López Obrador, triumphant, seeks to calm nerves

By
Monday, July 2, 2018

Having secured a landslide victory in Mexico's presidential election, Andrés Manuel López Obrador (AMLO) zeroed in on the chief concerns of the global finance community.

Markets were calm early Monday, with the peso trading 20.21 to the US dollar, having depreciated only slightly from the 19.7-19.9:1 range over the weekend.

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In his victory speech, AMLO called for reconciliation with the other political parties, a call that was met by half-hearted applause from a crowd that only minutes before responded to a video address from President Enrique Peña Nieto with long chants of "murderer."

Key snippets of interest to the private sector follow:

  • "There will be freedom to do business."
  • "In economic matters, the autonomy of the Bank of Mexico will be respected; the new government will maintain financial and fiscal discipline; the commitments entered into with domestic and foreign companies and banks will be recognized."
  • "Energy sector contracts signed with individuals will be reviewed to prevent acts of corruption or illegality. If we find anomalies that affect our national interest, we will go to the Congress, to national and international courts; that is, we will always proceed by legal means. We will not act arbitrarily nor will there be confiscation or expropriation of property."

His market reassurances, however, remain for now only words, requiring concrete policy action and appointment decisions in the weeks ahead to foster further stability.

Private sector reaction

"Overall, the López Obrador administration will likely be endowed with high initial political capital (from the fresh and strong ballot mandate) and relatively limited political constraints to move forward with its policy agenda," said Goldman Sachs senior analyst Alberto Ramos in a note to investors.

Ramos, however, drew attention to the risk of a hyper-presidency - "an administration in which the balance of political power is heavily tilted towards the presidential office," stating: "A López Obrador administration may (at least initially) face few obvious political constraints and counterweights. A skewed balance of political power could ultimately encourage the new administration to pursue more radical policies (as it could see no need to negotiate with the legislative branch and compromise on policies and/or legislation) and to eventually adopt a posture that undercuts the current system of institutional checks and balances and weakens or undermines other independent powers and autonomous agencies and institutions."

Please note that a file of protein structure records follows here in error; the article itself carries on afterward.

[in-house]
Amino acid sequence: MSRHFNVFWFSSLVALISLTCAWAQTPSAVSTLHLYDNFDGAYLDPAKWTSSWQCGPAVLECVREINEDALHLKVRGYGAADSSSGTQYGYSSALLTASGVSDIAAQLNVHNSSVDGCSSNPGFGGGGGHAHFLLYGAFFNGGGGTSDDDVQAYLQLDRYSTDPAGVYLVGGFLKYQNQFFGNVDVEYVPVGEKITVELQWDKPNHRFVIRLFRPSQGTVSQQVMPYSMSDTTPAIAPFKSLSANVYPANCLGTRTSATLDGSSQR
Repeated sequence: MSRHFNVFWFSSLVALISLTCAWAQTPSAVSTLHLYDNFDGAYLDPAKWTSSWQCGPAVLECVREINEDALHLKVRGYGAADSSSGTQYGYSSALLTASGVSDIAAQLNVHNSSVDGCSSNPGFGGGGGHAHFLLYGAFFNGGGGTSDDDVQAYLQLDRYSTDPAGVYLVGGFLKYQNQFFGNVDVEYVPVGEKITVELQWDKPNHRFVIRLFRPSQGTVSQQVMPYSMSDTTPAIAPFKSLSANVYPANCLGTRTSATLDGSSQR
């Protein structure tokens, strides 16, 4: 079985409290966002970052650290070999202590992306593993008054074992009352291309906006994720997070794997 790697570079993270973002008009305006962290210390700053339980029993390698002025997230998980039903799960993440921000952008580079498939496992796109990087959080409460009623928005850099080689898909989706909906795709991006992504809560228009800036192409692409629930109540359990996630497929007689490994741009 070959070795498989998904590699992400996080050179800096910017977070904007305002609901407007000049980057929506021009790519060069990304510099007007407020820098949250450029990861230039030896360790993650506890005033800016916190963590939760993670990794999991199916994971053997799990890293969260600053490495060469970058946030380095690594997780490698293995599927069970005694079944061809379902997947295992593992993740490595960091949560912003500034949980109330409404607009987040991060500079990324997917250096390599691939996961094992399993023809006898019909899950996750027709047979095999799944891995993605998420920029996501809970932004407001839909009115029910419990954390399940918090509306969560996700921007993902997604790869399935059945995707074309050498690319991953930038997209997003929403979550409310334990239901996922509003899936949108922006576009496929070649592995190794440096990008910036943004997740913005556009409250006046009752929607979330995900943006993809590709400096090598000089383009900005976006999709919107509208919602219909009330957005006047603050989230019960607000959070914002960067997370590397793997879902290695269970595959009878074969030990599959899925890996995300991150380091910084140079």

"In our assessment, the key immediate challenge for the president-elect will be to find ways to work constructively with the departing administration in order to generate a smooth handover of power, and to avoid the policy communication inconsistencies and contradictions that plagued the campaign," said Ramos.

Looking at the banking sector, Moody's Investors Services also issued a response to the result, saying in a note, "Polices that disrupt the business of private banks are unlikely in the medium term."

"Interest rates on loans will probably not be capped anytime soon, though the new administration could accelerate loan growth at public banks, rather than impose lending quotas," said Moody's VP-senior credit officer Jaime Reusche.

Targeted words

Prepared responses from major Mexican business association (CEE) and from Mexican banking association (ABM) were congratulatory but measured.

A key voice in ongoing NAFTA negotiations, the CEE said in a statement that it looked forward to working with AMLO, adding: "At the end of the day, we all have the same desire to build a Mexico with a better future."

The ABM statement also stated its commitment to working with the incoming government, adding that it would be presenting its recommendations for bank sector development.

"Mexico's banking sector fully assumes its corresponding role in contributing to the progress of all Mexicans," read the ABM statement. "With this in mind, a 2018-2024 Strategic Program for the development of the sector has been prepared and will be presented to the new administration as a basis for coordinated work between the authorities and banks in Mexico, for the benefit of all Mexicans."

The ABM has yet to respond to a request from BNamericas on when to expect that presentation to occur.

Results confirming win

As of 10:30 a.m. Monday, the election authority's preliminary results system PREP showed that AMLO had obtained 53.6% of the vote with 62.6% of ballots counted. Runner-up PAN-PRD candidate Ricardo Anaya had 22.6%, followed by former ruling party PRI candidate José Antonio Meade with 15.6%.

The remarkable plurality was further confirmed by PREP results for congress. In the lower house, 200 of the 500 seats are appointed by proportional representation. Of the 300 seats voted on directly, AMLO's political coalition (Morena-PES-PT) won 42.5% of votes, positioning itself to have a majority of the final 500 seats with its proportional representation seats in place.

There are 128 seats in Mexico's senate, 32 of which are set through proportional representation. The PREP showed that AMLO's coalition held an even more commanding lead in that chamber, with 55.3% of the vote, suggesting a more significant majority in the upper house.

Pictured: President-elect Andrés Manuel Lopez Obrador, and his wife Beatriz Gutierrez Muller, cheer supporters at the Zócalo square after winning the general elections on Sunday.